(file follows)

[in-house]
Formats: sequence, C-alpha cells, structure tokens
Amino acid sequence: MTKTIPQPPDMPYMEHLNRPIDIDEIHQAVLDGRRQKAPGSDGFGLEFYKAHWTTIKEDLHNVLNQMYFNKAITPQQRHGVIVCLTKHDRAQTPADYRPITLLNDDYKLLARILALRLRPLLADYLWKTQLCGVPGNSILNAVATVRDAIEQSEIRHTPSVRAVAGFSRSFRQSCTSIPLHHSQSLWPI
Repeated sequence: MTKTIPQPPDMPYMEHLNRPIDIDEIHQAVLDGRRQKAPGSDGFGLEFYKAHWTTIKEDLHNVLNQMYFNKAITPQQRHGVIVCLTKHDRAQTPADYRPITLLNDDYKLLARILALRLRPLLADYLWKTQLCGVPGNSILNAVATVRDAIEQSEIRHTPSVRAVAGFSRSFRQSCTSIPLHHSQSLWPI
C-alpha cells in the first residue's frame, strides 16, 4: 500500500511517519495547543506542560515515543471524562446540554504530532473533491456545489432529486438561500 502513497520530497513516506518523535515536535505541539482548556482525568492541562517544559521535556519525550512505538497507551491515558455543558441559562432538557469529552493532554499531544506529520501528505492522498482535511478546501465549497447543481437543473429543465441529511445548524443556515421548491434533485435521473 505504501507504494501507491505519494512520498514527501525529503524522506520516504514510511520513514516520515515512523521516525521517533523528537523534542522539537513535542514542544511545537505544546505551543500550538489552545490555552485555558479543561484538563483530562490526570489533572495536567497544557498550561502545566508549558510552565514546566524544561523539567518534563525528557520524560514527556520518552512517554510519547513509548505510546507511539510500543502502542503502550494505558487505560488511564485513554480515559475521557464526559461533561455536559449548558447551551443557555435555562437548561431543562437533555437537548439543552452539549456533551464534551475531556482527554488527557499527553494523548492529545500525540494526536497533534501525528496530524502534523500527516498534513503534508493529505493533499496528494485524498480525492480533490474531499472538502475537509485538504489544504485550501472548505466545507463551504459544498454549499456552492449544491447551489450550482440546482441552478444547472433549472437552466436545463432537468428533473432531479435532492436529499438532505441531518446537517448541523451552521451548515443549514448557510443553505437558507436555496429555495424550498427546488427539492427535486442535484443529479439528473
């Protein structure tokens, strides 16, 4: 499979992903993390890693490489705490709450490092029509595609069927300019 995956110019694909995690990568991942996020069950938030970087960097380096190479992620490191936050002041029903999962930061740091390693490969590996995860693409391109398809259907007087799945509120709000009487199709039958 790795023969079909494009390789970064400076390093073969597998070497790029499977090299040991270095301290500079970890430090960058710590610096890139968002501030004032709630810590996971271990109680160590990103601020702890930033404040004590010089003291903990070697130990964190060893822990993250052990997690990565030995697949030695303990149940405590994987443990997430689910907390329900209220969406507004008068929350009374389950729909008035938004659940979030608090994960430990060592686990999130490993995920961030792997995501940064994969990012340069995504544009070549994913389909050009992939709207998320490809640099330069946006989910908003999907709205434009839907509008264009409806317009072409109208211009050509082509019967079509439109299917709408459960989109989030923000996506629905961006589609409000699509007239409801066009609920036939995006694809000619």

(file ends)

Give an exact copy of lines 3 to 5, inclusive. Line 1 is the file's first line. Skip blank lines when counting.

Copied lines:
Amino acid sequence: MTKTIPQPPDMPYMEHLNRPIDIDEIHQAVLDGRRQKAPGSDGFGLEFYKAHWTTIKEDLHNVLNQMYFNKAITPQQRHGVIVCLTKHDRAQTPADYRPITLLNDDYKLLARILALRLRPLLADYLWKTQLCGVPGNSILNAVATVRDAIEQSEIRHTPSVRAVAGFSRSFRQSCTSIPLHHSQSLWPI
Repeated sequence: MTKTIPQPPDMPYMEHLNRPIDIDEIHQAVLDGRRQKAPGSDGFGLEFYKAHWTTIKEDLHNVLNQMYFNKAITPQQRHGVIVCLTKHDRAQTPADYRPITLLNDDYKLLARILALRLRPLLADYLWKTQLCGVPGNSILNAVATVRDAIEQSEIRHTPSVRAVAGFSRSFRQSCTSIPLHHSQSLWPI
C-alpha cells in the first residue's frame, strides 16, 4: 500500500511517519495547543506542560515515543471524562446540554504530532473533491456545489432529486438561500 502513497520530497513516506518523535515536535505541539482548556482525568492541562517544559521535556519525550512505538497507551491515558455543558441559562432538557469529552493532554499531544506529520501528505492522498482535511478546501465549497447543481437543473429543465441529511445548524443556515421548491434533485435521473 505504501507504494501507491505519494512520498514527501525529503524522506520516504514510511520513514516520515515512523521516525521517533523528537523534542522539537513535542514542544511545537505544546505551543500550538489552545490555552485555558479543561484538563483530562490526570489533572495536567497544557498550561502545566508549558510552565514546566524544561523539567518534563525528557520524560514527556520518552512517554510519547513509548505510546507511539510500543502502542503502550494505558487505560488511564485513554480515559475521557464526559461533561455536559449548558447551551443557555435555562437548561431543562437533555437537548439543552452539549456533551464534551475531556482527554488527557499527553494523548492529545500525540494526536497533534501525528496530524502534523500527516498534513503534508493529505493533499496528494485524498480525492480533490474531499472538502475537509485538504489544504485550501472548505466545507463551504459544498454549499456552492449544491447551489450550482440546482441552478444547472433549472437552466436545463432537468428533473432531479435532492436529499438532505441531518446537517448541523451552521451548515443549514448557510443553505437558507436555496429555495424550498427546488427539492427535486442535484443529479439528473